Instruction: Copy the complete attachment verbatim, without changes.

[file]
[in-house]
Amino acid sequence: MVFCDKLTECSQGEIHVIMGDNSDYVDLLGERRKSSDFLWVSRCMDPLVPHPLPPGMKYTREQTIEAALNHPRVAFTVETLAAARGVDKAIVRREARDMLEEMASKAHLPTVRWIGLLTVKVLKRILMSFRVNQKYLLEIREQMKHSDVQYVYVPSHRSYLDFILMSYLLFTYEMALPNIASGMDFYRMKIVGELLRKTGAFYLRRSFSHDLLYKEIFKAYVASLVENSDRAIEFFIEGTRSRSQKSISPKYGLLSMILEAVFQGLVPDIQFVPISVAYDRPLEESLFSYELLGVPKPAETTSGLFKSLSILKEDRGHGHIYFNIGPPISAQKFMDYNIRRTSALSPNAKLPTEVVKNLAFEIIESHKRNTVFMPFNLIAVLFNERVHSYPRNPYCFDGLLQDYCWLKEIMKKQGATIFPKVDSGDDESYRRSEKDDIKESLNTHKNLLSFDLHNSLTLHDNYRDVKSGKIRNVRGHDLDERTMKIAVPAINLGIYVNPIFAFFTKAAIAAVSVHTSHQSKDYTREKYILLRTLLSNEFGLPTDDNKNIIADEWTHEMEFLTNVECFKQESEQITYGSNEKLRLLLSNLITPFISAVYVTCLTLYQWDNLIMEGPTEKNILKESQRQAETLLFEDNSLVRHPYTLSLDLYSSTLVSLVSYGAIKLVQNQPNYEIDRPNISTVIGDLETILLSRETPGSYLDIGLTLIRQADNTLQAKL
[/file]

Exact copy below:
[in-house]
Amino acid sequence: MVFCDKLTECSQGEIHVIMGDNSDYVDLLGERRKSSDFLWVSRCMDPLVPHPLPPGMKYTREQTIEAALNHPRVAFTVETLAAARGVDKAIVRREARDMLEEMASKAHLPTVRWIGLLTVKVLKRILMSFRVNQKYLLEIREQMKHSDVQYVYVPSHRSYLDFILMSYLLFTYEMALPNIASGMDFYRMKIVGELLRKTGAFYLRRSFSHDLLYKEIFKAYVASLVENSDRAIEFFIEGTRSRSQKSISPKYGLLSMILEAVFQGLVPDIQFVPISVAYDRPLEESLFSYELLGVPKPAETTSGLFKSLSILKEDRGHGHIYFNIGPPISAQKFMDYNIRRTSALSPNAKLPTEVVKNLAFEIIESHKRNTVFMPFNLIAVLFNERVHSYPRNPYCFDGLLQDYCWLKEIMKKQGATIFPKVDSGDDESYRRSEKDDIKESLNTHKNLLSFDLHNSLTLHDNYRDVKSGKIRNVRGHDLDERTMKIAVPAINLGIYVNPIFAFFTKAAIAAVSVHTSHQSKDYTREKYILLRTLLSNEFGLPTDDNKNIIADEWTHEMEFLTNVECFKQESEQITYGSNEKLRLLLSNLITPFISAVYVTCLTLYQWDNLIMEGPTEKNILKESQRQAETLLFEDNSLVRHPYTLSLDLYSSTLVSLVSYGAIKLVQNQPNYEIDRPNISTVIGDLETILLSRETPGSYLDIGLTLIRQADNTLQAKL